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Mobile broadband providers are creating a code of conduct to help consumers understand what speeds can be expected from the service.

According to the Guardian, the firms are acting in order to avoid a situation similar to that which the fixed-line industry found itself in recently.

Telecommunications watchdog Ofcom threatened action over the fact that actual speeds varied greatly from advertised speeds, prompting the fixed-line broadband providers to create a code - and now the mobile sector appears to be following suit.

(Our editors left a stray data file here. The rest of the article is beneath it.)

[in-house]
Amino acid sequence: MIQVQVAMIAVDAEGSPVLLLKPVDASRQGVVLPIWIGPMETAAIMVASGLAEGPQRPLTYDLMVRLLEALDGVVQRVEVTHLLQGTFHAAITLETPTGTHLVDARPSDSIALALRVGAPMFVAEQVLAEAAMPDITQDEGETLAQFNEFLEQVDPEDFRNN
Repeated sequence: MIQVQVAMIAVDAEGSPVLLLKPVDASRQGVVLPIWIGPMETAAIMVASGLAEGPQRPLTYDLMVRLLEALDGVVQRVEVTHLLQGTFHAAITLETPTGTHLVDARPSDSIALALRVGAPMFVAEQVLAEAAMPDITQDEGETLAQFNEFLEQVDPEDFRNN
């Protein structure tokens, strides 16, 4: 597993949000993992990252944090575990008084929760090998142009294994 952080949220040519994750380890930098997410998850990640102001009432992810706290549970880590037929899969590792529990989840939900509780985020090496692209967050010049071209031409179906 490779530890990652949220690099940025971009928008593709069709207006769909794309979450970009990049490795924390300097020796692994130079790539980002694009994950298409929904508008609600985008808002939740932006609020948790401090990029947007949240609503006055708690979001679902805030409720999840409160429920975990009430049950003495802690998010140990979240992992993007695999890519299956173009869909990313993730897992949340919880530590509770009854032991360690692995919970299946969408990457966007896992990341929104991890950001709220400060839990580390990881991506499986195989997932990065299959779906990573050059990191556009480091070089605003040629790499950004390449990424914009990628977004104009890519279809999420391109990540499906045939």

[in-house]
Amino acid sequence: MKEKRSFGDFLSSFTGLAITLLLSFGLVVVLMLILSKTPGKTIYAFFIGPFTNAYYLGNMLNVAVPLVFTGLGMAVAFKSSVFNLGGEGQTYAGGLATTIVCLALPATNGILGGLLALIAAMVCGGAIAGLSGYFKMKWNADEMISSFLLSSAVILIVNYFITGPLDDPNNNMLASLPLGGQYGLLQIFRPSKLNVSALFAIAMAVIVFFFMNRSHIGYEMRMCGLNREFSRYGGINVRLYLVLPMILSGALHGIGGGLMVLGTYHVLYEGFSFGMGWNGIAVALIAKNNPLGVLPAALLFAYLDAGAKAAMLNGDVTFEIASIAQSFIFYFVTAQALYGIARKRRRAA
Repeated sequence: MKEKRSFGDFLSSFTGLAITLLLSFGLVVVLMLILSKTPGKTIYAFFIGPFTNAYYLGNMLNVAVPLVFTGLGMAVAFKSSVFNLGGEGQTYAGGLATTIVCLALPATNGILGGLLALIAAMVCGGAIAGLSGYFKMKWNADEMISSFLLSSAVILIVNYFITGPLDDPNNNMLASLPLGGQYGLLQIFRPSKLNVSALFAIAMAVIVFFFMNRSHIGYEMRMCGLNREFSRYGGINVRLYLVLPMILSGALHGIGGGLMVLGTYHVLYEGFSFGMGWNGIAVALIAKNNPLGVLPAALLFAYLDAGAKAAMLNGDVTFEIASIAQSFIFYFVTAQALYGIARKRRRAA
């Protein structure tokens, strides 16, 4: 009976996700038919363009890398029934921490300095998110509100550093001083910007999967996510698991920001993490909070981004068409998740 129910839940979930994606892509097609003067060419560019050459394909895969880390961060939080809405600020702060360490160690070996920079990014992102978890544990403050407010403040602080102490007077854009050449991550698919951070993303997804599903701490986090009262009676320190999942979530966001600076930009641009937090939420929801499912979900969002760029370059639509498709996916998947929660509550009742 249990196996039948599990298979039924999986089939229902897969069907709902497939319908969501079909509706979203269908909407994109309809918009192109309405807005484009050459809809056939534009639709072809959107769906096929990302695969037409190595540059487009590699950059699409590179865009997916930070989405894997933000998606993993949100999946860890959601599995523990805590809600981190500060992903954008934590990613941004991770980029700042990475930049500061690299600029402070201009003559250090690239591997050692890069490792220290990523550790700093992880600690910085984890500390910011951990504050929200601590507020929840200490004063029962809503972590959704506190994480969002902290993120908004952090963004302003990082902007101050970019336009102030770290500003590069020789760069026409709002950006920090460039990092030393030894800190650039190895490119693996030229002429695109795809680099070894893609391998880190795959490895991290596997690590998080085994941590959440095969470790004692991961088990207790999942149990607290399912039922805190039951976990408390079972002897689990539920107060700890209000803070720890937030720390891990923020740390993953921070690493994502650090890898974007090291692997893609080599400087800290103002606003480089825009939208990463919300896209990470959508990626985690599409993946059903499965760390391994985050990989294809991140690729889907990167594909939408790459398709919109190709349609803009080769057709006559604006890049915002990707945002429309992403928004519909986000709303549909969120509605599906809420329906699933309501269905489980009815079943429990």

In addition to the threat of legislation, many mobile broadband providers had found that customers were cancelling their subscriptions because they were unhappy with the speeds they were achieving.

While many mobile broadband subscribers use small USB devices to connect - known as dongles - laptop manufacturers have now begun providing embedded mobile broadband connectivity in their computers.

However, some - including Dean Bubley of advisory firm Disruptive Analysis - have speculated that these laptops will struggle to displace dongles as the preferred connection method of consumers in the near future.

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